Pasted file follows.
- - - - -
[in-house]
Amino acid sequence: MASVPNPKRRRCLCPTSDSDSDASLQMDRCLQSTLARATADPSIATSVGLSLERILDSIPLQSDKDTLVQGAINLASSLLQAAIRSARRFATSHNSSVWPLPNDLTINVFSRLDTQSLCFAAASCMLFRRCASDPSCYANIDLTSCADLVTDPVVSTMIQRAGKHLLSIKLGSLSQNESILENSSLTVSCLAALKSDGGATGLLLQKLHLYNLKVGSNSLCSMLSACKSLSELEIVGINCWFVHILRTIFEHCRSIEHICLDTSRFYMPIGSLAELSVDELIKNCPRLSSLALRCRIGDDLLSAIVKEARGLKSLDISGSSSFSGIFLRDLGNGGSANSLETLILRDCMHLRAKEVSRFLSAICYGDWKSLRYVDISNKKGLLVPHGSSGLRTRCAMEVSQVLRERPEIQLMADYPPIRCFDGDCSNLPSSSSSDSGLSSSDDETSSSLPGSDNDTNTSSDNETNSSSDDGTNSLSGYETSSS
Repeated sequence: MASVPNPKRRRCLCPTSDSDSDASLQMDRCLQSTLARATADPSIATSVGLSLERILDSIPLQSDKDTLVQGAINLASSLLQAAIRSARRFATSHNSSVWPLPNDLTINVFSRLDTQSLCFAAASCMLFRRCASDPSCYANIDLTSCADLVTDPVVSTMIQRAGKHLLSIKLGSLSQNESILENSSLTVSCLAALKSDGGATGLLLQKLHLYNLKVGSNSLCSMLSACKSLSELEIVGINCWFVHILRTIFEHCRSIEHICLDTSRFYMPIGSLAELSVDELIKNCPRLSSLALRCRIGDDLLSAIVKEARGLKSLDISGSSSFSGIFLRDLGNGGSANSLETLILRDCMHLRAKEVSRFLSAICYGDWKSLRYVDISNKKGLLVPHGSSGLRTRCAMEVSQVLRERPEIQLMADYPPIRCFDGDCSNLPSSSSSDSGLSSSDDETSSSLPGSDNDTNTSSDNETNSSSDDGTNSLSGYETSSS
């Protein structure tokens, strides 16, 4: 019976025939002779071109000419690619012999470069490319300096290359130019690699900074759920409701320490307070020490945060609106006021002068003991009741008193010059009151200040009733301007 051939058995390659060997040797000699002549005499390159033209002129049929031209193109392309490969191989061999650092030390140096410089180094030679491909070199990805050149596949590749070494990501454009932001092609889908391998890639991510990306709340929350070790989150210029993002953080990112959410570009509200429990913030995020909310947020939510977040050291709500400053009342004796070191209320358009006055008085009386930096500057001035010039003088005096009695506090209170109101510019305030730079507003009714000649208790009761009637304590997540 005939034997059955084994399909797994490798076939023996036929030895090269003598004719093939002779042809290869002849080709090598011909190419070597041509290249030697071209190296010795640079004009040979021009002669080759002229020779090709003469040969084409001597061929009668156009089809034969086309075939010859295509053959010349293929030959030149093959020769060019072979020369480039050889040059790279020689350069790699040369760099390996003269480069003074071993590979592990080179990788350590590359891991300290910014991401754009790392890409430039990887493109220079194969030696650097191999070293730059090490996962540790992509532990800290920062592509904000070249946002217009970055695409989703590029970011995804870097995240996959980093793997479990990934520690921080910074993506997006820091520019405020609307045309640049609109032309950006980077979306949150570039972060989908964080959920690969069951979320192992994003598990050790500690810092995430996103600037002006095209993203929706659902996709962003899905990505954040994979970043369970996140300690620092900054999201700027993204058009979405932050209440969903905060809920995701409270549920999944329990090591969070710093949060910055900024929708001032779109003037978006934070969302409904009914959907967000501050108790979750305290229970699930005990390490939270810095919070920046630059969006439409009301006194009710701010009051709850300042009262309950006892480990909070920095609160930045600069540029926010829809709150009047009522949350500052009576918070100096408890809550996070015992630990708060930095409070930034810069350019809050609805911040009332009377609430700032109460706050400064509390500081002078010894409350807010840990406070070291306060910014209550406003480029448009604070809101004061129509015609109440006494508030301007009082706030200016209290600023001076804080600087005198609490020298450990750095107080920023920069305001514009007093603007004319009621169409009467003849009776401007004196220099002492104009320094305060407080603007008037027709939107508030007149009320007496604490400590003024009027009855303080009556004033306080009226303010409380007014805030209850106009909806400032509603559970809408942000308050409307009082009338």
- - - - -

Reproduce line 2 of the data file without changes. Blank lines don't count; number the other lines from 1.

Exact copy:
Amino acid sequence: MASVPNPKRRRCLCPTSDSDSDASLQMDRCLQSTLARATADPSIATSVGLSLERILDSIPLQSDKDTLVQGAINLASSLLQAAIRSARRFATSHNSSVWPLPNDLTINVFSRLDTQSLCFAAASCMLFRRCASDPSCYANIDLTSCADLVTDPVVSTMIQRAGKHLLSIKLGSLSQNESILENSSLTVSCLAALKSDGGATGLLLQKLHLYNLKVGSNSLCSMLSACKSLSELEIVGINCWFVHILRTIFEHCRSIEHICLDTSRFYMPIGSLAELSVDELIKNCPRLSSLALRCRIGDDLLSAIVKEARGLKSLDISGSSSFSGIFLRDLGNGGSANSLETLILRDCMHLRAKEVSRFLSAICYGDWKSLRYVDISNKKGLLVPHGSSGLRTRCAMEVSQVLRERPEIQLMADYPPIRCFDGDCSNLPSSSSSDSGLSSSDDETSSSLPGSDNDTNTSSDNETNSSSDDGTNSLSGYETSSS